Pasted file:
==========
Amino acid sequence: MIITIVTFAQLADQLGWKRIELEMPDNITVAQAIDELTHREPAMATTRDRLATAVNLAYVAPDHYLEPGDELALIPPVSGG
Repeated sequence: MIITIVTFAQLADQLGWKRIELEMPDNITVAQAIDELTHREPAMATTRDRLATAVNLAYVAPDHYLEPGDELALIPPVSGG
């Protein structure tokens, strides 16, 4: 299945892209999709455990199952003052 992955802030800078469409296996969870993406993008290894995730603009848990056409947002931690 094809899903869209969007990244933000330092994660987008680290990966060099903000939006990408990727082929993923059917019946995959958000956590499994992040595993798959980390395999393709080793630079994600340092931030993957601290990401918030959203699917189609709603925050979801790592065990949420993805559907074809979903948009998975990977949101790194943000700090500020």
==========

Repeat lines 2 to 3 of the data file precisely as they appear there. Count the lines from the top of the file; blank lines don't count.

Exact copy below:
Repeated sequence: MIITIVTFAQLADQLGWKRIELEMPDNITVAQAIDELTHREPAMATTRDRLATAVNLAYVAPDHYLEPGDELALIPPVSGG
């Protein structure tokens, strides 16, 4: 299945892209999709455990199952003052 992955802030800078469409296996969870993406993008290894995730603009848990056409947002931690 094809899903869209969007990244933000330092994660987008680290990966060099903000939006990408990727082929993923059917019946995959958000956590499994992040595993798959980390395999393709080793630079994600340092931030993957601290990401918030959203699917189609709603925050979801790592065990949420993805559907074809979903948009998975990977949101790194943000700090500020």